When Mike Hambrick arrived at Envision Credit Union in April 2011, the $260 million Tallahassee, Fla., institution was still struggling under the weight of the previous administration's strategies.
The subsequent steps taken by Hambrick, the new senior vice president and chief financial officer, and Darryl Worrell, the new president/CEO hired in 2010, put the credit union on a stable course while setting the stage to better manage interest rate risk in preparation for what will one day be a changing rate environment.
At the time, Envision was burdened with high overhead and had too many 30-year fixed-rate mortgages on its books. Long-term assets topped out at 43% of the overall portfolio with little to balance the risk on the short-term side. By 2009, losses from real estate loans and other long-term assets had taken a $2.4 million bite out of credit union earnings, Hambrick said.
“We spent two-and-one-half years changing the portfolio, buying $42 million in SBA securities,” said Hambrick. “They are immediately re-priceable, but you pay a pretty good premium for them.”
Envision set out to reduce its long-term debt from 43% to 23%, selling off $12 million in prime loans, a move that cost the credit union $1 million in earnings over two years. Despite the loss, NCUA examiners understood and approved of Envision's new sensitivity to a better-balanced portfolio that effectively reduced risk.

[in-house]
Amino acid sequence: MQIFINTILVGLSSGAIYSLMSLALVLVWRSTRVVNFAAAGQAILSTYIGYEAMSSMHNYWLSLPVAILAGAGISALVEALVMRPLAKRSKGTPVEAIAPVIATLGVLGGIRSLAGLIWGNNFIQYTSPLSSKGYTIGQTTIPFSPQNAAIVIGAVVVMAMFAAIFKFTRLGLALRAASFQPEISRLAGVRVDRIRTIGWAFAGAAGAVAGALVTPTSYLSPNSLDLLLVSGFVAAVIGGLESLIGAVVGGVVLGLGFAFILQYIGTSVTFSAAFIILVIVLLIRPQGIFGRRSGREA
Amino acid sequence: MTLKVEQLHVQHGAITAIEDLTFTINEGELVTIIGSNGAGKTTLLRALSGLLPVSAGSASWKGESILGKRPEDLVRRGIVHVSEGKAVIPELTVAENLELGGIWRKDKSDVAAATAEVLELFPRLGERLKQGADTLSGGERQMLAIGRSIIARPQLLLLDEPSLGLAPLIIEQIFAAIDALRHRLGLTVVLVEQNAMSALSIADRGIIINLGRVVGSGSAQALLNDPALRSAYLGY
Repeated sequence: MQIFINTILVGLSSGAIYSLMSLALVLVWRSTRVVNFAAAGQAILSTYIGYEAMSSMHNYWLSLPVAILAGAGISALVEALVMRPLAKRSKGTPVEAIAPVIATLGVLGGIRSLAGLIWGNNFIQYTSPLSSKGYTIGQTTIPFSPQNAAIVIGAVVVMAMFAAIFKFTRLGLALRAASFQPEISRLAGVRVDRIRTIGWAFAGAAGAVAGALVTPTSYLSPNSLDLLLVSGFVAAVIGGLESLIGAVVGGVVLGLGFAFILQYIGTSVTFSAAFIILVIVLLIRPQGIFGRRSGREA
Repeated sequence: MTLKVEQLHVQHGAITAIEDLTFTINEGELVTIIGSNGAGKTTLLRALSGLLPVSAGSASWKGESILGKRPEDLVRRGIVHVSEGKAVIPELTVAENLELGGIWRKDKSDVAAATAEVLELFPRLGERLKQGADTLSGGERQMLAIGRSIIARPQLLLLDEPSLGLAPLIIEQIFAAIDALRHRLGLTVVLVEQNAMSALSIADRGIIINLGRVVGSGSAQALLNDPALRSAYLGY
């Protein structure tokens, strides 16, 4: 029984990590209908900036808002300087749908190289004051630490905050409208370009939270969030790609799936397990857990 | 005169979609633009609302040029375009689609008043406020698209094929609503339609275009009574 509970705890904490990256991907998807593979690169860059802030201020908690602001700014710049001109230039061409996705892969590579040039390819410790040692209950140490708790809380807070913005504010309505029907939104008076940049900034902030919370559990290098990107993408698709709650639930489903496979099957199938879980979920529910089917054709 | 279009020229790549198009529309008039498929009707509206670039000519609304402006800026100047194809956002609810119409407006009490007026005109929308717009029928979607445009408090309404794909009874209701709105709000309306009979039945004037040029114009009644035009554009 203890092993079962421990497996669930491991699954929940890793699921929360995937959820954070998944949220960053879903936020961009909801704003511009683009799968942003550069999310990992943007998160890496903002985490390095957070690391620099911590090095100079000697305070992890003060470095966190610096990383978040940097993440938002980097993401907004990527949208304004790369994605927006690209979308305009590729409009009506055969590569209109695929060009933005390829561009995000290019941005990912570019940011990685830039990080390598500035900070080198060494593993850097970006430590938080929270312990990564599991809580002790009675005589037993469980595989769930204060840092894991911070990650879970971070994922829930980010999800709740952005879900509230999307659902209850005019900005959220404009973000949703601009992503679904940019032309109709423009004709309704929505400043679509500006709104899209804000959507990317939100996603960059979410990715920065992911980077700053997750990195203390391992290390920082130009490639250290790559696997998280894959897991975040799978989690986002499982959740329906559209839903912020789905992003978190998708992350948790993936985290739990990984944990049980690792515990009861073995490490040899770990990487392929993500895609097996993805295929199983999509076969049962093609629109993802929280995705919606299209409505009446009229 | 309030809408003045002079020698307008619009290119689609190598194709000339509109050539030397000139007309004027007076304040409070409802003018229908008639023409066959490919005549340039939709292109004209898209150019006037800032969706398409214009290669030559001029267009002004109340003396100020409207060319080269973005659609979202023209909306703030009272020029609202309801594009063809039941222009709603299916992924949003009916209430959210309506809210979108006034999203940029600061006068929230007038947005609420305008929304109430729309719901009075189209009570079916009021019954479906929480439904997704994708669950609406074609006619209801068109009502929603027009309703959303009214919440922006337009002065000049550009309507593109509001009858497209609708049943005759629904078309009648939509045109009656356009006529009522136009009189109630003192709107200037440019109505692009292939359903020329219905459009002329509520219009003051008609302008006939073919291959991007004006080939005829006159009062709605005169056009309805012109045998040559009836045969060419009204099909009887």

“I’m not getting busted by examiners for interest rate risk,” said Hambrick. “Examiners are more accepting when you can give them a reason for what you’re doing. It's the deer-in-headlights look some credit unions have that they don't much like.”
Envision's survival strategy created a financial stability that will keep the credit union buoyant amid changing rate scenarios. By all accounts, the NCUA is happy with the change, as well as Hambrick's penchant to work up close and personal with his examiners.
“We don't take the attitude that examiners are a bad thing,” said Hambrick. “Our attitude is that the sooner you get here and see what we’re doing, the better for all of us.”
Hambrick's position is one from which many credit unions could learn as the promise of rate hikes glimmers on the horizon. Private and public sector financial experts anticipate nothing much will happen before mid-2015 and the Federal Reserve Bank may wait even longer for employment, consumer spending and other economic factors to improve before taking definitive steps.
In the meantime, they say, credit unions should take their own steps to balance their portfolios and better protect themselves from interest rate risk.
“If risk exposure is created by a cash flow mismatch between earning assets and variable funding, then the balance sheets most affected will be those for credit unions with greater allocations of longer-term assets, such as fixed-rate mortgages, that are funding themselves through tiered money market accounts,” said Brian Turner, chief strategist for Catalyst Strategic Solutions, part of Catalyst Corporate Federal Credit Union in Plano, Texas.
J. Owen Cole, NCUA's director of capital and credit markets, offered similar advice and some insight on how this issue is viewed through a regulator's lens.